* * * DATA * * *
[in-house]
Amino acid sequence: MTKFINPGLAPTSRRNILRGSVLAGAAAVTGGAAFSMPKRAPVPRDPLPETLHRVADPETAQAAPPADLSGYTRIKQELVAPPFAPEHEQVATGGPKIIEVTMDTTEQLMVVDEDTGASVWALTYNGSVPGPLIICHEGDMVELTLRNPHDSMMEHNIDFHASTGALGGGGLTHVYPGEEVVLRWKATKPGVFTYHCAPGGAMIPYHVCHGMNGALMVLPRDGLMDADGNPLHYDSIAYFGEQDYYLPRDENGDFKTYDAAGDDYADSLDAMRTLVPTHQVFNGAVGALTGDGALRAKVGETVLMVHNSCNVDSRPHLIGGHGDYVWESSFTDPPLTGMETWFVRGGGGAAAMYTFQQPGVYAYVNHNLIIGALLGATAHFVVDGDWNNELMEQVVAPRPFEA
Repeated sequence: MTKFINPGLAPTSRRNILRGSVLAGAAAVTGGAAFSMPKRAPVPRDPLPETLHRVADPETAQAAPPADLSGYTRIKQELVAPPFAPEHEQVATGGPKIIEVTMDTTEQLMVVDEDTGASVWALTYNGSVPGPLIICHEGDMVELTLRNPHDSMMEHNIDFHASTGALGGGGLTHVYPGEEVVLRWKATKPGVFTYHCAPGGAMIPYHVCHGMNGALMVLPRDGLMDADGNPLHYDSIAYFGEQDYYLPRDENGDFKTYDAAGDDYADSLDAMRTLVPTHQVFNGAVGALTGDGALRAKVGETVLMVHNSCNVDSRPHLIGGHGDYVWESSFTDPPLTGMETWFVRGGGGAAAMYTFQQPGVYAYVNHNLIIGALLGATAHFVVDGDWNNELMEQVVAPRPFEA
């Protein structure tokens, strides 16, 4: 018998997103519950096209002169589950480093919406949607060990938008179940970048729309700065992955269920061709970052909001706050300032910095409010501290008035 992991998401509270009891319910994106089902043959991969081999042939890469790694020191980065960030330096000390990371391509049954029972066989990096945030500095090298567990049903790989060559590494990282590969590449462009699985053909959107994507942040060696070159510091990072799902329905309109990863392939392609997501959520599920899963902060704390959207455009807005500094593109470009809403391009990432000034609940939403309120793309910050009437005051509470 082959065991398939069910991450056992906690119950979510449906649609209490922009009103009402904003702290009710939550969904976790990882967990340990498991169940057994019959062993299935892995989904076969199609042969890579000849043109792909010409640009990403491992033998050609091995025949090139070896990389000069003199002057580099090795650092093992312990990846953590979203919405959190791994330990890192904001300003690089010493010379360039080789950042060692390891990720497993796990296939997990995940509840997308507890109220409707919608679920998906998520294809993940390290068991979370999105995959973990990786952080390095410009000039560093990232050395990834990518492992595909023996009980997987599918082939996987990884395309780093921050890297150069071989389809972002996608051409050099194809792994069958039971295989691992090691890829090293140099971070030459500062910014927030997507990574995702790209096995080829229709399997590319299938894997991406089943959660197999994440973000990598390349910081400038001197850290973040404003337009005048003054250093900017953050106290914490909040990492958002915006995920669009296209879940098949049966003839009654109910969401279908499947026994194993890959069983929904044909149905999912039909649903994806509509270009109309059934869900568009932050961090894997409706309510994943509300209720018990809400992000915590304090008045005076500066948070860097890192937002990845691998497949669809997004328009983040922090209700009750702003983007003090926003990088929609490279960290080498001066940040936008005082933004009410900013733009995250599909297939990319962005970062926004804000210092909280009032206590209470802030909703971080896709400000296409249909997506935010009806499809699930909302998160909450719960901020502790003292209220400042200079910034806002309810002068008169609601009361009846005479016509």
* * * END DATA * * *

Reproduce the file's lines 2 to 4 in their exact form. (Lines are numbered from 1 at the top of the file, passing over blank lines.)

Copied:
Amino acid sequence: MTKFINPGLAPTSRRNILRGSVLAGAAAVTGGAAFSMPKRAPVPRDPLPETLHRVADPETAQAAPPADLSGYTRIKQELVAPPFAPEHEQVATGGPKIIEVTMDTTEQLMVVDEDTGASVWALTYNGSVPGPLIICHEGDMVELTLRNPHDSMMEHNIDFHASTGALGGGGLTHVYPGEEVVLRWKATKPGVFTYHCAPGGAMIPYHVCHGMNGALMVLPRDGLMDADGNPLHYDSIAYFGEQDYYLPRDENGDFKTYDAAGDDYADSLDAMRTLVPTHQVFNGAVGALTGDGALRAKVGETVLMVHNSCNVDSRPHLIGGHGDYVWESSFTDPPLTGMETWFVRGGGGAAAMYTFQQPGVYAYVNHNLIIGALLGATAHFVVDGDWNNELMEQVVAPRPFEA
Repeated sequence: MTKFINPGLAPTSRRNILRGSVLAGAAAVTGGAAFSMPKRAPVPRDPLPETLHRVADPETAQAAPPADLSGYTRIKQELVAPPFAPEHEQVATGGPKIIEVTMDTTEQLMVVDEDTGASVWALTYNGSVPGPLIICHEGDMVELTLRNPHDSMMEHNIDFHASTGALGGGGLTHVYPGEEVVLRWKATKPGVFTYHCAPGGAMIPYHVCHGMNGALMVLPRDGLMDADGNPLHYDSIAYFGEQDYYLPRDENGDFKTYDAAGDDYADSLDAMRTLVPTHQVFNGAVGALTGDGALRAKVGETVLMVHNSCNVDSRPHLIGGHGDYVWESSFTDPPLTGMETWFVRGGGGAAAMYTFQQPGVYAYVNHNLIIGALLGATAHFVVDGDWNNELMEQVVAPRPFEA
């Protein structure tokens, strides 16, 4: 018998997103519950096209002169589950480093919406949607060990938008179940970048729309700065992955269920061709970052909001706050300032910095409010501290008035 992991998401509270009891319910994106089902043959991969081999042939890469790694020191980065960030330096000390990371391509049954029972066989990096945030500095090298567990049903790989060559590494990282590969590449462009699985053909959107994507942040060696070159510091990072799902329905309109990863392939392609997501959520599920899963902060704390959207455009807005500094593109470009809403391009990432000034609940939403309120793309910050009437005051509470 082959065991398939069910991450056992906690119950979510449906649609209490922009009103009402904003702290009710939550969904976790990882967990340990498991169940057994019959062993299935892995989904076969199609042969890579000849043109792909010409640009990403491992033998050609091995025949090139070896990389000069003199002057580099090795650092093992312990990846953590979203919405959190791994330990890192904001300003690089010493010379360039080789950042060692390891990720497993796990296939997990995940509840997308507890109220409707919608679920998906998520294809993940390290068991979370999105995959973990990786952080390095410009000039560093990232050395990834990518492992595909023996009980997987599918082939996987990884395309780093921050890297150069071989389809972002996608051409050099194809792994069958039971295989691992090691890829090293140099971070030459500062910014927030997507990574995702790209096995080829229709399997590319299938894997991406089943959660197999994440973000990598390349910081400038001197850290973040404003337009005048003054250093900017953050106290914490909040990492958002915006995920669009296209879940098949049966003839009654109910969401279908499947026994194993890959069983929904044909149905999912039909649903994806509509270009109309059934869900568009932050961090894997409706309510994943509300209720018990809400992000915590304090008045005076500066948070860097890192937002990845691998497949669809997004328009983040922090209700009750702003983007003090926003990088929609490279960290080498001066940040936008005082933004009410900013733009995250599909297939990319962005970062926004804000210092909280009032206590209470802030909703971080896709400000296409249909997506935010009806499809699930909302998160909450719960901020502790003292209220400042200079910034806002309810002068008169609601009361009846005479016509």